34 Copyright © 2007 Pearson Education, Inc. Publishing as Pearson Addison-Wesley Slide 3- 34 Variable Naming Rules The first character of a variable name must be a letter or an underscore Subsequent characters may be a letter, underscore, or digit Thus variable names cannot contain spaces or periods (or many other kinds of characters) Visual Basic keywords cannot be used as variable names

35 Copyright © 2007 Pearson Education, Inc. Publishing as Pearson Addison-Wesley Slide 3- 35 Variable Naming Conventions Naming conventions are a guideline to help improve readability but not required syntax A variable name should describe its use Each data type has a recommended prefix, in lower case, that begins the variable name The 1 st letter of each subsequent word in the variable name should be capitalized intHoursWorked - an integer variable strLastName - a string (or text) variable

36 Copyright © 2007 Pearson Education, Inc. Publishing as Pearson Addison-Wesley Slide 3- 36 Declaring Variables with IntelliSense As you enter your program, VB often aids you by offering a list of choices that could be used at that point After typing "As" in a variable declaration, VB will offer an alphabetical list of all possible data types Type the first few letters of the data type name Intellisense box will highlight the matching type Press the Tab key to select highlighted choice Or just complete typing the entire data type name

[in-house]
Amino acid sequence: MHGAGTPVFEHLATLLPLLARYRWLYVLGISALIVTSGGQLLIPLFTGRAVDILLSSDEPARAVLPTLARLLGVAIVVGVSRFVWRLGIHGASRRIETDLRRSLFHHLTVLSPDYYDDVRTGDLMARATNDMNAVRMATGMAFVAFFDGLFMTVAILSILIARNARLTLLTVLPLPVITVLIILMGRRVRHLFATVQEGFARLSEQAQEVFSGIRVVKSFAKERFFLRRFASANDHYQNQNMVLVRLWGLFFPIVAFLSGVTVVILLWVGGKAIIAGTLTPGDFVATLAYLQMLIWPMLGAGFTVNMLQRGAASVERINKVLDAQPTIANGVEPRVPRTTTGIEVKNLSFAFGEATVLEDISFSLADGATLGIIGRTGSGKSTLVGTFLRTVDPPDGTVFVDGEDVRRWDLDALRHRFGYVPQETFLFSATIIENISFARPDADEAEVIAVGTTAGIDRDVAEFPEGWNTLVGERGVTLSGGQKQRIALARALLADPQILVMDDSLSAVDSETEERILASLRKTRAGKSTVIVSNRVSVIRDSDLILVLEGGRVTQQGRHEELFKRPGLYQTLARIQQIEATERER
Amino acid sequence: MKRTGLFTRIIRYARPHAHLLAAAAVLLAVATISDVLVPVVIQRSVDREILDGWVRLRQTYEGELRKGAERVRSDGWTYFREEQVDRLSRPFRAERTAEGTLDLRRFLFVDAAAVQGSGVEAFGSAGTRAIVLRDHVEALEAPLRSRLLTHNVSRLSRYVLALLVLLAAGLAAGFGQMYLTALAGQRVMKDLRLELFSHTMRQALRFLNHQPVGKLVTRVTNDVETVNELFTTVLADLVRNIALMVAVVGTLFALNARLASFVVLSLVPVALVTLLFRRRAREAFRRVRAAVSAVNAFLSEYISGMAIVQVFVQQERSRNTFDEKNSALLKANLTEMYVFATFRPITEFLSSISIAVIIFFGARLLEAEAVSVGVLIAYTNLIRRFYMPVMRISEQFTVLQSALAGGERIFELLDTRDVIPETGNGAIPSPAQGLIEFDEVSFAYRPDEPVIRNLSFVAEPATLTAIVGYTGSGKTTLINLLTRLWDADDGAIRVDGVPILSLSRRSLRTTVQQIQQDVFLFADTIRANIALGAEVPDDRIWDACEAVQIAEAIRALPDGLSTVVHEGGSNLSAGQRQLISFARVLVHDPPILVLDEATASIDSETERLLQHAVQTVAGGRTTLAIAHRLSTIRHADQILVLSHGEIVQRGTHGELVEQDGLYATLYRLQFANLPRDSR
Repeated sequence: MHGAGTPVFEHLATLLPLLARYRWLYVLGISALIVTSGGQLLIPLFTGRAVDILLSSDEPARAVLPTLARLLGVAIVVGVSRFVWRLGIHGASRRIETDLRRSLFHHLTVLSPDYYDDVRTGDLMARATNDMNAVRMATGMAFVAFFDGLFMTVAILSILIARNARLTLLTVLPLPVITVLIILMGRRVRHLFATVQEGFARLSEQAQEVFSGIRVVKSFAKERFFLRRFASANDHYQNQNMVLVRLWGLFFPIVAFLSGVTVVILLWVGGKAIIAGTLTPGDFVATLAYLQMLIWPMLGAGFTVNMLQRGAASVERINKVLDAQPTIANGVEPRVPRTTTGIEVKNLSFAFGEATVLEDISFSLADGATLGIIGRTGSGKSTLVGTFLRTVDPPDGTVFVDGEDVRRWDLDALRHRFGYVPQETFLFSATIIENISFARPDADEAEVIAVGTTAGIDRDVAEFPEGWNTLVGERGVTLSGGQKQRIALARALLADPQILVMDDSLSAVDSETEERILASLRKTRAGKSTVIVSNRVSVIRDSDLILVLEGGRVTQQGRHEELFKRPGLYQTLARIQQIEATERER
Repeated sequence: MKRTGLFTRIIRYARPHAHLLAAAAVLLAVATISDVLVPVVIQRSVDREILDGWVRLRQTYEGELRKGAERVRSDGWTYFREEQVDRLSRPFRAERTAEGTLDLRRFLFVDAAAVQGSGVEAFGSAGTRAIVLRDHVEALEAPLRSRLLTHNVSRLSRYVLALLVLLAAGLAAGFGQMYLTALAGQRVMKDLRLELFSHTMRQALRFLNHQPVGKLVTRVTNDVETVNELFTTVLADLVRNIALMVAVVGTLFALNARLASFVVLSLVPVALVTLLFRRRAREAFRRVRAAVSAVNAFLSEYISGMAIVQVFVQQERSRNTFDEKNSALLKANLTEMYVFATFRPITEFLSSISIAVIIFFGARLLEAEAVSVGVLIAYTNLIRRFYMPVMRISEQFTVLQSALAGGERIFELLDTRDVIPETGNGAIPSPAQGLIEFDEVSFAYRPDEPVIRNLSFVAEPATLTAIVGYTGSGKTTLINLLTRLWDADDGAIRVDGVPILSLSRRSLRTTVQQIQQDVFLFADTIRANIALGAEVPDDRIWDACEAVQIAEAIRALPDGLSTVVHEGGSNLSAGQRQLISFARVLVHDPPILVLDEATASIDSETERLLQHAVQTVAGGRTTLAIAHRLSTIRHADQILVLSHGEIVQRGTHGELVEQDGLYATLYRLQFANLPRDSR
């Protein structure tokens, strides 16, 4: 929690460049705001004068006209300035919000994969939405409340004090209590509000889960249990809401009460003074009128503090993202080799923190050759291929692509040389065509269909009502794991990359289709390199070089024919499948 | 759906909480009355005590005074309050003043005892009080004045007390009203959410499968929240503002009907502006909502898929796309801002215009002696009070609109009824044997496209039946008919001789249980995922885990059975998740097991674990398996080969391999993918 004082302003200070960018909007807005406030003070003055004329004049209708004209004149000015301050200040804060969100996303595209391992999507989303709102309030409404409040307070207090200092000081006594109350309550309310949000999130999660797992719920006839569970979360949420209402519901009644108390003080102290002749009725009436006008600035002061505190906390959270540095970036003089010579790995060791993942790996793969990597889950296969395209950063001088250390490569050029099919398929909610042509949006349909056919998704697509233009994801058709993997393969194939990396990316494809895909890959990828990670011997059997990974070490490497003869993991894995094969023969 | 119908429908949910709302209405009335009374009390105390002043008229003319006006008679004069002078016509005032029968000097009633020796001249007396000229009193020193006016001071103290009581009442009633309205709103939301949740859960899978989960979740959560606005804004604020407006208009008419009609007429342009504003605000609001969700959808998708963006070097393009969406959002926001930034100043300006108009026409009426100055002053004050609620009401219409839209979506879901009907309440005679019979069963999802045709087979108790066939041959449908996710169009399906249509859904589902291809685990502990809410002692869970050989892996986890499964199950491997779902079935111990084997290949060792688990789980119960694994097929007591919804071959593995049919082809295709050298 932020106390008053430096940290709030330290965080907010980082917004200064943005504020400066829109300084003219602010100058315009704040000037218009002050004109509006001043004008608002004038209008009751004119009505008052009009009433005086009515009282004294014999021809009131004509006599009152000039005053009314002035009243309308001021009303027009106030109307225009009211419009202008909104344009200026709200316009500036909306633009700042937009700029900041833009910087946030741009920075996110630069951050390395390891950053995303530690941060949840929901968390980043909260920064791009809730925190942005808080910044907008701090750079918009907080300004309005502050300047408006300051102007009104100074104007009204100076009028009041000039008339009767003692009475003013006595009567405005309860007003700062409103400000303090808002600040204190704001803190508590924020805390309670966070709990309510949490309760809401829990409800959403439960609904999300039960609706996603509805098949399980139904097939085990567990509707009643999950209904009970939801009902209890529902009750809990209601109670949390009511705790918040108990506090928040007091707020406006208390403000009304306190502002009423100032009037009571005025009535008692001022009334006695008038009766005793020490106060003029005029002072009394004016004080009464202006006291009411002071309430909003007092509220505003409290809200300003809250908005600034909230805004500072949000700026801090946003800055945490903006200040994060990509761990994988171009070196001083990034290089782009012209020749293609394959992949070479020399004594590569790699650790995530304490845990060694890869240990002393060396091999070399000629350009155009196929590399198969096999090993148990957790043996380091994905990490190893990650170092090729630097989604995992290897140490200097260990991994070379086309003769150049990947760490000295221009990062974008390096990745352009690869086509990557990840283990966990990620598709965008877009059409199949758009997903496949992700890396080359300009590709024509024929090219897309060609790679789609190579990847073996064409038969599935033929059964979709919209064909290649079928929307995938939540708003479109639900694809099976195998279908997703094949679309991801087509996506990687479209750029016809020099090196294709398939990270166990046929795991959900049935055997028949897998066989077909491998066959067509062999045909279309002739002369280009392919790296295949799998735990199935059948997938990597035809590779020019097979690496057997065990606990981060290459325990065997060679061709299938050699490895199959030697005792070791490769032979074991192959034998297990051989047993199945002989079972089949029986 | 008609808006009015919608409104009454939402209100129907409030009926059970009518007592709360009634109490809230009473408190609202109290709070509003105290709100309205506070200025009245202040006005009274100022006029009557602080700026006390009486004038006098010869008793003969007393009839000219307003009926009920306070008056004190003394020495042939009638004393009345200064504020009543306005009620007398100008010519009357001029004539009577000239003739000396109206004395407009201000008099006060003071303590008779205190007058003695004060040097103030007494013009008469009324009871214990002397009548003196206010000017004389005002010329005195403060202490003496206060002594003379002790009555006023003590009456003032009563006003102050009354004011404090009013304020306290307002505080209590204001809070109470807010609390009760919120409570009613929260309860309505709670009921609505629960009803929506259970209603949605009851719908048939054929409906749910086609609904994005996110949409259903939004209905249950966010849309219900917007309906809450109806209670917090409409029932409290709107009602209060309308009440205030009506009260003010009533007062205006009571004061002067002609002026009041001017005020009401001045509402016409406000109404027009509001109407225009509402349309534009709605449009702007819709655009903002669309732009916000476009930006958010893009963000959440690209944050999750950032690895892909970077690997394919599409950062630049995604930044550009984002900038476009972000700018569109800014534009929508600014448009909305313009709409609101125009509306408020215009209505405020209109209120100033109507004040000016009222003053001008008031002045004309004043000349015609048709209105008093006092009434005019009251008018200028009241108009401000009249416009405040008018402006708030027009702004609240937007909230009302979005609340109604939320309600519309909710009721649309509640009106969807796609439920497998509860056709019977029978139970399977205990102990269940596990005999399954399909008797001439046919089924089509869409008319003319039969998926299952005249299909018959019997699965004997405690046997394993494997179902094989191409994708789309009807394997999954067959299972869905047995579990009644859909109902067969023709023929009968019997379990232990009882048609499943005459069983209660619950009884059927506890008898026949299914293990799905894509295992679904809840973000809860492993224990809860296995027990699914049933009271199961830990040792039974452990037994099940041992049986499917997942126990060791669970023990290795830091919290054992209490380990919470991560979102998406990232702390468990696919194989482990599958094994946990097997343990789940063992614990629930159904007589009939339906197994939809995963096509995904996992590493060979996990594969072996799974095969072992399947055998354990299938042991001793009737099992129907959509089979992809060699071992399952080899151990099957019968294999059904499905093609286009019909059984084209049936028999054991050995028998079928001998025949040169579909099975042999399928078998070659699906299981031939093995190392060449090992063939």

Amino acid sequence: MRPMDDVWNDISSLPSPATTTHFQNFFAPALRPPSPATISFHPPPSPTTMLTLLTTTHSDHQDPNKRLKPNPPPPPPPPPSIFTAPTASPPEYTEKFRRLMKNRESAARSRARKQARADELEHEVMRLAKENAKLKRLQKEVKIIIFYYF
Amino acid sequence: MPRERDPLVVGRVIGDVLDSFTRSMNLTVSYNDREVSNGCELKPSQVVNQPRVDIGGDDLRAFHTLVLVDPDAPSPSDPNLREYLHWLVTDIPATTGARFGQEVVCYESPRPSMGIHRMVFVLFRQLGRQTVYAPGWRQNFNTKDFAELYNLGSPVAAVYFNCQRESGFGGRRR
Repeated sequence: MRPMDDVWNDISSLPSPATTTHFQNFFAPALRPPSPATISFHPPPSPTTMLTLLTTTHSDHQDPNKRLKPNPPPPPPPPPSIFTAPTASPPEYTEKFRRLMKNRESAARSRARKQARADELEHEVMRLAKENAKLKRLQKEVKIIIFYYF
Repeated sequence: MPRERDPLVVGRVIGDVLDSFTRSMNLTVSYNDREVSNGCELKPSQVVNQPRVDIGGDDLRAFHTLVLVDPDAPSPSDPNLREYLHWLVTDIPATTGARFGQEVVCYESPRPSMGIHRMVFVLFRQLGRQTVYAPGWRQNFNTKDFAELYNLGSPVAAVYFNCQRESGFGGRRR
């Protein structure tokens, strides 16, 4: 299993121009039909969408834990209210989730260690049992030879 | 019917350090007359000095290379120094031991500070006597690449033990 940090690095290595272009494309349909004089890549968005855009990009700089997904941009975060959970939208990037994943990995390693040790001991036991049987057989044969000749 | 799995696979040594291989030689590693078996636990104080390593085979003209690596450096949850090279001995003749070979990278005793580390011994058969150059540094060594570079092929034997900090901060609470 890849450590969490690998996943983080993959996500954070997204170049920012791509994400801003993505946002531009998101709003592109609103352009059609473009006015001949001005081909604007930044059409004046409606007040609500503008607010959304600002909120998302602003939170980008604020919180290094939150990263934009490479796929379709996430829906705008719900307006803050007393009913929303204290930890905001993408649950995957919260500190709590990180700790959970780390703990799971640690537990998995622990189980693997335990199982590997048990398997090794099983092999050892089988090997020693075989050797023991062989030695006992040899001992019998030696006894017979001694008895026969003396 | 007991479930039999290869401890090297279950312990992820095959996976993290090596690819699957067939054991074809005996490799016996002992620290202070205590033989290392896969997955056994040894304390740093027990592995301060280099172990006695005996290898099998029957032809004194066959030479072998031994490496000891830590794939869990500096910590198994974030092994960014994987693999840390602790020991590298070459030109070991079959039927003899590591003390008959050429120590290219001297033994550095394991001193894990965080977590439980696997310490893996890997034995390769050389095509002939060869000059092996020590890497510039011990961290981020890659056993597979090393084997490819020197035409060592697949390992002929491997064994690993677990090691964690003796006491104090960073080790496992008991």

37 Copyright © 2007 Pearson Education, Inc. Publishing as Pearson Addison-Wesley Slide 3- 37 Default Values and Initialization When a variable is first created in memory, it is assigned a default value numeric types are given a value of zero Boolean types are given a value of False strings are given a value of Nothing dates default to 12:00:00 AM January 1,1 Good practice to initialize string variables Dim strName as String = String.Empty String with value Nothing causes error if used

38 Copyright © 2007 Pearson Education, Inc. Publishing as Pearson Addison-Wesley Slide 3- 38 Initialization of Variables Can provide a starting or initialization value for any type of variable in a Dim statement Usually want to set an initial value unless assigning a value prior to using the variable Just append = value to the Dim statement where value is the literal to be assigned to the variable Dim intMonthsPerYear As Integer = 12

39 Copyright © 2007 Pearson Education, Inc. Publishing as Pearson Addison-Wesley Performing Calculations 3.3 Visual Basic Has Powerful Arithmetic Operators That Perform Calculations With Numeric Variables and Literals

40 Copyright © 2007 Pearson Education, Inc. Publishing as Pearson Addison-Wesley Slide 3- 40 Common Arithmetic Operators Visual Basic provides operators for the common arithmetic operations: +Addition -Subtraction *Multiplication /Division ^Exponentiation

41 Copyright © 2007 Pearson Education, Inc. Publishing as Pearson Addison-Wesley Slide 3- 41 Common Arithmetic Operators Addition decTotal = decPrice + decTax Subtraction decNetPrice = decPrice – decDiscount Multiplication dblArea = dblLength * dblWidth Division sngAverage = sngTotal / intItems Exponentiation dblCube = dblSide ^ 3